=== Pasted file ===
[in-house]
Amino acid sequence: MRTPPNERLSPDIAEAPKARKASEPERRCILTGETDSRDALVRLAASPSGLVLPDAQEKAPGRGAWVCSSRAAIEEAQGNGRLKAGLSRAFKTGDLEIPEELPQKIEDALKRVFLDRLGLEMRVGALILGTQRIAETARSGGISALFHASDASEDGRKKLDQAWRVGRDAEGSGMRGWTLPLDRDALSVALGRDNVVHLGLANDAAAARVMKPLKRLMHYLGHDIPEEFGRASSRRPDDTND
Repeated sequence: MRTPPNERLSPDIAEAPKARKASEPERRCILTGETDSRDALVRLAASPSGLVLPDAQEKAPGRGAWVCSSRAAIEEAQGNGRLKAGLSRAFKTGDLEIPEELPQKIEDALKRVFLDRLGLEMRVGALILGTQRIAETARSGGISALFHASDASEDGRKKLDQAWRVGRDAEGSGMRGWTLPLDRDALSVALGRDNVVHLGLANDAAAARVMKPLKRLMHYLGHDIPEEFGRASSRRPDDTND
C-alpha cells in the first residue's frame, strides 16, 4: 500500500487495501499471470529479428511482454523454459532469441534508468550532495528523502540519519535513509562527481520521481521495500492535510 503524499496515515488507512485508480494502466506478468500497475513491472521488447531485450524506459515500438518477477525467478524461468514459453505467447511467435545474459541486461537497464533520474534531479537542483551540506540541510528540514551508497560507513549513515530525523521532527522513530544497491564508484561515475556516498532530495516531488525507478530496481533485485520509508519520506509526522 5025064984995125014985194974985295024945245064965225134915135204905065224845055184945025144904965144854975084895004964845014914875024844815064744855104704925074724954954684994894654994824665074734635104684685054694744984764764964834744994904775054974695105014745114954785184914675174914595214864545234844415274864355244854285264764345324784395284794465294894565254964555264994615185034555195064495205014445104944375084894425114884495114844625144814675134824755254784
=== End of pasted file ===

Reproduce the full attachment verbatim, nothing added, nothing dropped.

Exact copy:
[in-house]
Amino acid sequence: MRTPPNERLSPDIAEAPKARKASEPERRCILTGETDSRDALVRLAASPSGLVLPDAQEKAPGRGAWVCSSRAAIEEAQGNGRLKAGLSRAFKTGDLEIPEELPQKIEDALKRVFLDRLGLEMRVGALILGTQRIAETARSGGISALFHASDASEDGRKKLDQAWRVGRDAEGSGMRGWTLPLDRDALSVALGRDNVVHLGLANDAAAARVMKPLKRLMHYLGHDIPEEFGRASSRRPDDTND
Repeated sequence: MRTPPNERLSPDIAEAPKARKASEPERRCILTGETDSRDALVRLAASPSGLVLPDAQEKAPGRGAWVCSSRAAIEEAQGNGRLKAGLSRAFKTGDLEIPEELPQKIEDALKRVFLDRLGLEMRVGALILGTQRIAETARSGGISALFHASDASEDGRKKLDQAWRVGRDAEGSGMRGWTLPLDRDALSVALGRDNVVHLGLANDAAAARVMKPLKRLMHYLGHDIPEEFGRASSRRPDDTND
C-alpha cells in the first residue's frame, strides 16, 4: 500500500487495501499471470529479428511482454523454459532469441534508468550532495528523502540519519535513509562527481520521481521495500492535510 503524499496515515488507512485508480494502466506478468500497475513491472521488447531485450524506459515500438518477477525467478524461468514459453505467447511467435545474459541486461537497464533520474534531479537542483551540506540541510528540514551508497560507513549513515530525523521532527522513530544497491564508484561515475556516498532530495516531488525507478530496481533485485520509508519520506509526522 5025064984995125014985194974985295024945245064965225134915135204905065224845055184945025144904965144854975084895004964845014914875024844815064744855104704925074724954954684994894654994824665074734635104684685054694744984764764964834744994904775054974695105014745114954785184914675174914595214864545234844415274864355244854285264764345324784395284794465294894565254964555264994615185034555195064495205014445104944375084894425114884495114844625144814675134824755254784